Gravity Rush PS Vita review
Gravity Rush PS Vita review
One of the joys – and there are many – of picking up Gravity Rush is knowing that you’re about to embark on an entirely fresh adventure with your Vita. This is no mere PS3 port or handheld version that developers have tiptoed around and tried to cram a few touch controls into.
From the moment you intuitively tap a stylishly etched apple from its branch – a nice nod to Newton before you discard his laws like that individual you showed the door on Sunday morning – you’re very aware that this is delightfully new territory.
It’s also new to heroine Kat. Waking up in the floating steampunk city of Hekseville – drawn and coloured in distinctive, striking comic-book style – with no memory of why she’s there, she finds herself accompanied by a mysterious black cat.
This furry friend gifts her with physics-defying powers. A quick tap of the right shoulder button sends the oddly dressed blonde floating into a zero-gravity flux. From here, it’s a case of pointing a blue reticule – with either the right stick or pleasingly responsive accelerometer – in the direction you want to send not only Kat, but also the laws of physics. Another tap of the right shoulder button sends Kat hurtling downwards towards the new centre of gravity, wherever that may be.
What this incredible mechanic effectively means is flight. Only limited by a gravity meter in the corner of the screen (which can be upgraded via gem collection in a satisfying RPG-lite power-up screen), Kat can hurtle across the skyline, occasionally running up walls like Spider-Man before flying over the edge of buildings and smoothly returning to normal gravity to career across rooftops.
With Hekseville an ever-growing open world for Kat to explore as you complete a series of enjoyably varied story missions, it means that once you’ve mastered the controls, you never want to let her touch the ground.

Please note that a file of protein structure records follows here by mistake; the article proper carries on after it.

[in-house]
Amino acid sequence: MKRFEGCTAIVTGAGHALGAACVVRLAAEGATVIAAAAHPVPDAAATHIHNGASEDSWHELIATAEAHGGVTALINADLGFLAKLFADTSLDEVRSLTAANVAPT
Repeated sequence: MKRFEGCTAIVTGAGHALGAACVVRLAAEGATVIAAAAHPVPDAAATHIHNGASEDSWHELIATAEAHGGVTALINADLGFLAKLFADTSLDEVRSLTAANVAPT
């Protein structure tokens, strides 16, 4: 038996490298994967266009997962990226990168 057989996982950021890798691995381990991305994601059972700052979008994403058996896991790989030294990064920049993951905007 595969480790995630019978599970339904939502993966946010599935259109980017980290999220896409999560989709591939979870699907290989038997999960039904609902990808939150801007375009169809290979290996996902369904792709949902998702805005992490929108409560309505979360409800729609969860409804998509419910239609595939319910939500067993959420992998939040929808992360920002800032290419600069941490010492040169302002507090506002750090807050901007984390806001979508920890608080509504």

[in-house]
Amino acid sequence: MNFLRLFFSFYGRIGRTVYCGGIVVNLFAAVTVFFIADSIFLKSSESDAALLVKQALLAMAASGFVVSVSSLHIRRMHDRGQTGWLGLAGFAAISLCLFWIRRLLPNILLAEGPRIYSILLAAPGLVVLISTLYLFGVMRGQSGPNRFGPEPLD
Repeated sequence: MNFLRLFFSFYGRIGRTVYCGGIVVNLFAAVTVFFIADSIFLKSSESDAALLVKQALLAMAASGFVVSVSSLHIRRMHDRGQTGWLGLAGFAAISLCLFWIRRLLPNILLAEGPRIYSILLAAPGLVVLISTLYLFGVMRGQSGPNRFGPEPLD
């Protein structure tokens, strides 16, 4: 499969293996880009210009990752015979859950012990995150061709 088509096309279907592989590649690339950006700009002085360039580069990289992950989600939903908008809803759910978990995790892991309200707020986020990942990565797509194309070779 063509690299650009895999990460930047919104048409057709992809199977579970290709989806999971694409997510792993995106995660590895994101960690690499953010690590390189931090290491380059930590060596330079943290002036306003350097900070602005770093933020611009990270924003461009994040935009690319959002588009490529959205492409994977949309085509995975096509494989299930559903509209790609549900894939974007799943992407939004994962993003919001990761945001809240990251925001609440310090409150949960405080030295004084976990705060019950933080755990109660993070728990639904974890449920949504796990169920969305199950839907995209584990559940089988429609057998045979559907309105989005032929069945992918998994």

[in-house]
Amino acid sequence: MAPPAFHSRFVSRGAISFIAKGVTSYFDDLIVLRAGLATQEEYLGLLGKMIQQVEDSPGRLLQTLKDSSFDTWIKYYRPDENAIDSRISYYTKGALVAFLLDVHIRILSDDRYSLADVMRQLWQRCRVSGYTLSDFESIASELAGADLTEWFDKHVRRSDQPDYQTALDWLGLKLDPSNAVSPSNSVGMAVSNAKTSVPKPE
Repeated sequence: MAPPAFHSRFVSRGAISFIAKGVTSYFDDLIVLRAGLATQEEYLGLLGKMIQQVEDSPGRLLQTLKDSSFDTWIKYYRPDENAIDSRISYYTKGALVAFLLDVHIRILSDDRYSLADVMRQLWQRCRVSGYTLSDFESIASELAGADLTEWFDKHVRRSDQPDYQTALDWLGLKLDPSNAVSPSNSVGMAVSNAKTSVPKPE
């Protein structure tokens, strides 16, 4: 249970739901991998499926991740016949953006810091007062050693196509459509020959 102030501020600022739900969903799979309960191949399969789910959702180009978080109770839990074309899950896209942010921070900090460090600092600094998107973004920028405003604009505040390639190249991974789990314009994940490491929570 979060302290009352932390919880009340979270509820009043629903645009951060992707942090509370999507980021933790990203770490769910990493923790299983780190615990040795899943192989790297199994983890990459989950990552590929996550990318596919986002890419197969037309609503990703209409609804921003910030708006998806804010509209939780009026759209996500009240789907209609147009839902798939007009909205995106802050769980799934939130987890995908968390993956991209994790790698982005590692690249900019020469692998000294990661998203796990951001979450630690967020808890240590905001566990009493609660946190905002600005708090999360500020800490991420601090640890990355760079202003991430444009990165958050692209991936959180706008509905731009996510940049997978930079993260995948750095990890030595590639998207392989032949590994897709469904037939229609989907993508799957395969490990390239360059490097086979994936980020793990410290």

To try to summarise the story missions is like trying to explain five seasons of Fringe in one sentence, but basically Hekseville has been pulled into fragments by gravity storms, and Kat must find these other sections and reconnect them like a city-sized jigsaw.
Enemies come in the shape of tar-like blobs known as Nevi, unpleasant side-effects of gravity storms that can be brought down in a variety of satisfying ways by Kat’s gravity-powered kicks and attacks. Combat controls are occasionally awkward – surprising for a game that manages to make resetting the gravitational pull of a floating city look easy – but it never really takes away from the experience.
Yet another of Gravity Rush’s charms is the detail to enjoy on the maze of streets. You find yourself wandering aimlessly around the city just to appreciate the coffee stalls, the dogs scratching in doorways and the endless supply of beautifully drawn civilians to interact with.
Kat is the perfect, charmingly reluctant heroine, and stylish, interactive cut-scenes reveal her to be endearing and smart-talking. Sharp characters and an utterly bonkers narrative combine with gorgeous visuals to create a wholly unique experience, and this is the thrilling and magical adventure that you and your Vita deserve.